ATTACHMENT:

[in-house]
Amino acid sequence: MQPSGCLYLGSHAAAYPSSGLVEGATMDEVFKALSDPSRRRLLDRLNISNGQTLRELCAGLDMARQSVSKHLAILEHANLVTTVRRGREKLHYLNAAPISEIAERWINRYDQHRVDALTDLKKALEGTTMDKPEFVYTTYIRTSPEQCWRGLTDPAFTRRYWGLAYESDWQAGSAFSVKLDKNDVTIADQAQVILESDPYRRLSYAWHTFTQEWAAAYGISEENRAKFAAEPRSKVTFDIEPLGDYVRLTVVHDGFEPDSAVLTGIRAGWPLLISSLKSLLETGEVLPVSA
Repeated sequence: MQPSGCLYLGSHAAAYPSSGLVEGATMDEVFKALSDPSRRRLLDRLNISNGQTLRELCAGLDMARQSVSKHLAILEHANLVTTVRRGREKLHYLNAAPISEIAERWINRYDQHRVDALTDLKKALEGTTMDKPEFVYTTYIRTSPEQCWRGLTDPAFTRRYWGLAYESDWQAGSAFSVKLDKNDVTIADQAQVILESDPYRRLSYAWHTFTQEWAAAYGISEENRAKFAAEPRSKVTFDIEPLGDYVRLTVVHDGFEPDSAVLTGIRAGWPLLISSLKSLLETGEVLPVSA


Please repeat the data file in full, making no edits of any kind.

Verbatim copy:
[in-house]
Amino acid sequence: MQPSGCLYLGSHAAAYPSSGLVEGATMDEVFKALSDPSRRRLLDRLNISNGQTLRELCAGLDMARQSVSKHLAILEHANLVTTVRRGREKLHYLNAAPISEIAERWINRYDQHRVDALTDLKKALEGTTMDKPEFVYTTYIRTSPEQCWRGLTDPAFTRRYWGLAYESDWQAGSAFSVKLDKNDVTIADQAQVILESDPYRRLSYAWHTFTQEWAAAYGISEENRAKFAAEPRSKVTFDIEPLGDYVRLTVVHDGFEPDSAVLTGIRAGWPLLISSLKSLLETGEVLPVSA
Repeated sequence: MQPSGCLYLGSHAAAYPSSGLVEGATMDEVFKALSDPSRRRLLDRLNISNGQTLRELCAGLDMARQSVSKHLAILEHANLVTTVRRGREKLHYLNAAPISEIAERWINRYDQHRVDALTDLKKALEGTTMDKPEFVYTTYIRTSPEQCWRGLTDPAFTRRYWGLAYESDWQAGSAFSVKLDKNDVTIADQAQVILESDPYRRLSYAWHTFTQEWAAAYGISEENRAKFAAEPRSKVTFDIEPLGDYVRLTVVHDGFEPDSAVLTGIRAGWPLLISSLKSLLETGEVLPVSA